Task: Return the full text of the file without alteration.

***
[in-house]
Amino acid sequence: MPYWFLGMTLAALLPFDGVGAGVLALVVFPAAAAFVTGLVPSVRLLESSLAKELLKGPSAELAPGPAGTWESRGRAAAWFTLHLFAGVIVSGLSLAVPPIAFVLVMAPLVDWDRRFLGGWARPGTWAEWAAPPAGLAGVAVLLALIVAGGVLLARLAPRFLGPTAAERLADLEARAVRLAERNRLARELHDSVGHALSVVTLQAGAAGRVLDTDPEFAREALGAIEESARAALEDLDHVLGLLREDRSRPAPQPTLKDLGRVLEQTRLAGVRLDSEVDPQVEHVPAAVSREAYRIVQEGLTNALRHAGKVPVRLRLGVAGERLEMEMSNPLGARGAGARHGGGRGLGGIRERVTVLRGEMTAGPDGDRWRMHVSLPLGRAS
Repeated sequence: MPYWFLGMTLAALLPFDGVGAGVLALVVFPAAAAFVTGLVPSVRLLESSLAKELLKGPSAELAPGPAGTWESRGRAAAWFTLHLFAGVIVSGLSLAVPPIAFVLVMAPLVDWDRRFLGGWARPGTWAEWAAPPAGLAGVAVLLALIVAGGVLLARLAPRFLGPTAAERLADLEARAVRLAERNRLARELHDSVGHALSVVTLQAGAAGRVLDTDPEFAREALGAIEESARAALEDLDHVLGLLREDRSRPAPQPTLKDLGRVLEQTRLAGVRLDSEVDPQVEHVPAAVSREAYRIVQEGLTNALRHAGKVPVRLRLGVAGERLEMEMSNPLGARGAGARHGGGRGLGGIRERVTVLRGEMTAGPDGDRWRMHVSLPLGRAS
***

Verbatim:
[in-house]
Amino acid sequence: MPYWFLGMTLAALLPFDGVGAGVLALVVFPAAAAFVTGLVPSVRLLESSLAKELLKGPSAELAPGPAGTWESRGRAAAWFTLHLFAGVIVSGLSLAVPPIAFVLVMAPLVDWDRRFLGGWARPGTWAEWAAPPAGLAGVAVLLALIVAGGVLLARLAPRFLGPTAAERLADLEARAVRLAERNRLARELHDSVGHALSVVTLQAGAAGRVLDTDPEFAREALGAIEESARAALEDLDHVLGLLREDRSRPAPQPTLKDLGRVLEQTRLAGVRLDSEVDPQVEHVPAAVSREAYRIVQEGLTNALRHAGKVPVRLRLGVAGERLEMEMSNPLGARGAGARHGGGRGLGGIRERVTVLRGEMTAGPDGDRWRMHVSLPLGRAS
Repeated sequence: MPYWFLGMTLAALLPFDGVGAGVLALVVFPAAAAFVTGLVPSVRLLESSLAKELLKGPSAELAPGPAGTWESRGRAAAWFTLHLFAGVIVSGLSLAVPPIAFVLVMAPLVDWDRRFLGGWARPGTWAEWAAPPAGLAGVAVLLALIVAGGVLLARLAPRFLGPTAAERLADLEARAVRLAERNRLARELHDSVGHALSVVTLQAGAAGRVLDTDPEFAREALGAIEESARAALEDLDHVLGLLREDRSRPAPQPTLKDLGRVLEQTRLAGVRLDSEVDPQVEHVPAAVSREAYRIVQEGLTNALRHAGKVPVRLRLGVAGERLEMEMSNPLGARGAGARHGGGRGLGGIRERVTVLRGEMTAGPDGDRWRMHVSLPLGRAS